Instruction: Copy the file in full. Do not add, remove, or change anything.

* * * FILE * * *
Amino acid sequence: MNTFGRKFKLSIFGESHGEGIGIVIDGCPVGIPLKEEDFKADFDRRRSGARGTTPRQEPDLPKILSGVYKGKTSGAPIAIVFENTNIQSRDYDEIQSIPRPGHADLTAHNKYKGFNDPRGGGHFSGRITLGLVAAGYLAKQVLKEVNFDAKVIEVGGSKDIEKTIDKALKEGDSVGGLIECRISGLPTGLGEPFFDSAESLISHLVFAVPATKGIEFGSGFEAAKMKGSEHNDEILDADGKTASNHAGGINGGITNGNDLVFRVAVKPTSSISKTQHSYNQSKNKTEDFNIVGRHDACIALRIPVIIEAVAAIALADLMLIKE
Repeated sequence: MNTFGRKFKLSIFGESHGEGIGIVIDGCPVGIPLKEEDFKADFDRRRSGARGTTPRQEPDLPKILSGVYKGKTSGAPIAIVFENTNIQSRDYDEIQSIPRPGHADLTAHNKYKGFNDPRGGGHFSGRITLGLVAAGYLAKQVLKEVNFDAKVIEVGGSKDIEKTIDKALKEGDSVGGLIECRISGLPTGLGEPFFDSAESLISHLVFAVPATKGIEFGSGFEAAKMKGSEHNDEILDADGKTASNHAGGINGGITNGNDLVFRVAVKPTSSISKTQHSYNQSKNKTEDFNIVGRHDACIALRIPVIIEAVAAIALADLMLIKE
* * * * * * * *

Amino acid sequence: MNTFGRKFKLSIFGESHGEGIGIVIDGCPVGIPLKEEDFKADFDRRRSGARGTTPRQEPDLPKILSGVYKGKTSGAPIAIVFENTNIQSRDYDEIQSIPRPGHADLTAHNKYKGFNDPRGGGHFSGRITLGLVAAGYLAKQVLKEVNFDAKVIEVGGSKDIEKTIDKALKEGDSVGGLIECRISGLPTGLGEPFFDSAESLISHLVFAVPATKGIEFGSGFEAAKMKGSEHNDEILDADGKTASNHAGGINGGITNGNDLVFRVAVKPTSSISKTQHSYNQSKNKTEDFNIVGRHDACIALRIPVIIEAVAAIALADLMLIKE
Repeated sequence: MNTFGRKFKLSIFGESHGEGIGIVIDGCPVGIPLKEEDFKADFDRRRSGARGTTPRQEPDLPKILSGVYKGKTSGAPIAIVFENTNIQSRDYDEIQSIPRPGHADLTAHNKYKGFNDPRGGGHFSGRITLGLVAAGYLAKQVLKEVNFDAKVIEVGGSKDIEKTIDKALKEGDSVGGLIECRISGLPTGLGEPFFDSAESLISHLVFAVPATKGIEFGSGFEAAKMKGSEHNDEILDADGKTASNHAGGINGGITNGNDLVFRVAVKPTSSISKTQHSYNQSKNKTEDFNIVGRHDACIALRIPVIIEAVAAIALADLMLIKE